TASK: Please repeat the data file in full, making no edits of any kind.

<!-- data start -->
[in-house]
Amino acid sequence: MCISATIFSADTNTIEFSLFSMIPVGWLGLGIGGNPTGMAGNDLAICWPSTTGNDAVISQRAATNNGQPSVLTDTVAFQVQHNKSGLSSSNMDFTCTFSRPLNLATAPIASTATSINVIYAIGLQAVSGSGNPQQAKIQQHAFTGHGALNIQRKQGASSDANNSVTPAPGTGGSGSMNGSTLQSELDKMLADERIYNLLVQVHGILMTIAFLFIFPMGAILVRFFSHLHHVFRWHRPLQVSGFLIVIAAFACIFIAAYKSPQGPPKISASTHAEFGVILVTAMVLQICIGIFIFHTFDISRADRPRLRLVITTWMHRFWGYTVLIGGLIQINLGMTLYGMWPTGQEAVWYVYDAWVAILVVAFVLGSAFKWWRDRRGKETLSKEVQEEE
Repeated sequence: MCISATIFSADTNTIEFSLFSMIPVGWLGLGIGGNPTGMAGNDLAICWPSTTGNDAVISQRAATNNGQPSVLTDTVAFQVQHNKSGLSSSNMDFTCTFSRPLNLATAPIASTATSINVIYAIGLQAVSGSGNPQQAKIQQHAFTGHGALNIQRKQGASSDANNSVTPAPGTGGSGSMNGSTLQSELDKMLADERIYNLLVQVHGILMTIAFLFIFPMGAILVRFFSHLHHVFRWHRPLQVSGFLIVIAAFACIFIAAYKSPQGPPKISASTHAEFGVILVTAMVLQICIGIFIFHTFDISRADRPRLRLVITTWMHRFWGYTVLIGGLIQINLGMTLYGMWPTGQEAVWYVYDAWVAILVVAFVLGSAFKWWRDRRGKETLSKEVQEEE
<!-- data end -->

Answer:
[in-house]
Amino acid sequence: MCISATIFSADTNTIEFSLFSMIPVGWLGLGIGGNPTGMAGNDLAICWPSTTGNDAVISQRAATNNGQPSVLTDTVAFQVQHNKSGLSSSNMDFTCTFSRPLNLATAPIASTATSINVIYAIGLQAVSGSGNPQQAKIQQHAFTGHGALNIQRKQGASSDANNSVTPAPGTGGSGSMNGSTLQSELDKMLADERIYNLLVQVHGILMTIAFLFIFPMGAILVRFFSHLHHVFRWHRPLQVSGFLIVIAAFACIFIAAYKSPQGPPKISASTHAEFGVILVTAMVLQICIGIFIFHTFDISRADRPRLRLVITTWMHRFWGYTVLIGGLIQINLGMTLYGMWPTGQEAVWYVYDAWVAILVVAFVLGSAFKWWRDRRGKETLSKEVQEEE
Repeated sequence: MCISATIFSADTNTIEFSLFSMIPVGWLGLGIGGNPTGMAGNDLAICWPSTTGNDAVISQRAATNNGQPSVLTDTVAFQVQHNKSGLSSSNMDFTCTFSRPLNLATAPIASTATSINVIYAIGLQAVSGSGNPQQAKIQQHAFTGHGALNIQRKQGASSDANNSVTPAPGTGGSGSMNGSTLQSELDKMLADERIYNLLVQVHGILMTIAFLFIFPMGAILVRFFSHLHHVFRWHRPLQVSGFLIVIAAFACIFIAAYKSPQGPPKISASTHAEFGVILVTAMVLQICIGIFIFHTFDISRADRPRLRLVITTWMHRFWGYTVLIGGLIQINLGMTLYGMWPTGQEAVWYVYDAWVAILVVAFVLGSAFKWWRDRRGKETLSKEVQEEE